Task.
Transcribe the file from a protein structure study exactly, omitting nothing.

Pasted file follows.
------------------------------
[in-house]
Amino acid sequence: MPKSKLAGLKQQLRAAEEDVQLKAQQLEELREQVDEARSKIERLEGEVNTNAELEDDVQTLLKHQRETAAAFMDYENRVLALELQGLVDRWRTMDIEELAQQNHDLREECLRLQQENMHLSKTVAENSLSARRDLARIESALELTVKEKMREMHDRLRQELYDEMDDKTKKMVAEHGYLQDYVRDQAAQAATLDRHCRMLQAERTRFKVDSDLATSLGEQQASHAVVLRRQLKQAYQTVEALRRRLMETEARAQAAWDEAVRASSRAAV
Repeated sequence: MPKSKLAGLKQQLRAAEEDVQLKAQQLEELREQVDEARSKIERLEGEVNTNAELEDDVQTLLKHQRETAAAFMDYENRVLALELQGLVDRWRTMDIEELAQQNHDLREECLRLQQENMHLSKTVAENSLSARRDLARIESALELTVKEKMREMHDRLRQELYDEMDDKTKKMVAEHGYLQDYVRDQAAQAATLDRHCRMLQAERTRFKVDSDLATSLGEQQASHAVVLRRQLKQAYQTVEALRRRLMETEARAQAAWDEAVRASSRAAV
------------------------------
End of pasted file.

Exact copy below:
[in-house]
Amino acid sequence: MPKSKLAGLKQQLRAAEEDVQLKAQQLEELREQVDEARSKIERLEGEVNTNAELEDDVQTLLKHQRETAAAFMDYENRVLALELQGLVDRWRTMDIEELAQQNHDLREECLRLQQENMHLSKTVAENSLSARRDLARIESALELTVKEKMREMHDRLRQELYDEMDDKTKKMVAEHGYLQDYVRDQAAQAATLDRHCRMLQAERTRFKVDSDLATSLGEQQASHAVVLRRQLKQAYQTVEALRRRLMETEARAQAAWDEAVRASSRAAV
Repeated sequence: MPKSKLAGLKQQLRAAEEDVQLKAQQLEELREQVDEARSKIERLEGEVNTNAELEDDVQTLLKHQRETAAAFMDYENRVLALELQGLVDRWRTMDIEELAQQNHDLREECLRLQQENMHLSKTVAENSLSARRDLARIESALELTVKEKMREMHDRLRQELYDEMDDKTKKMVAEHGYLQDYVRDQAAQAATLDRHCRMLQAERTRFKVDSDLATSLGEQQASHAVVLRRQLKQAYQTVEALRRRLMETEARAQAAWDEAVRASSRAAV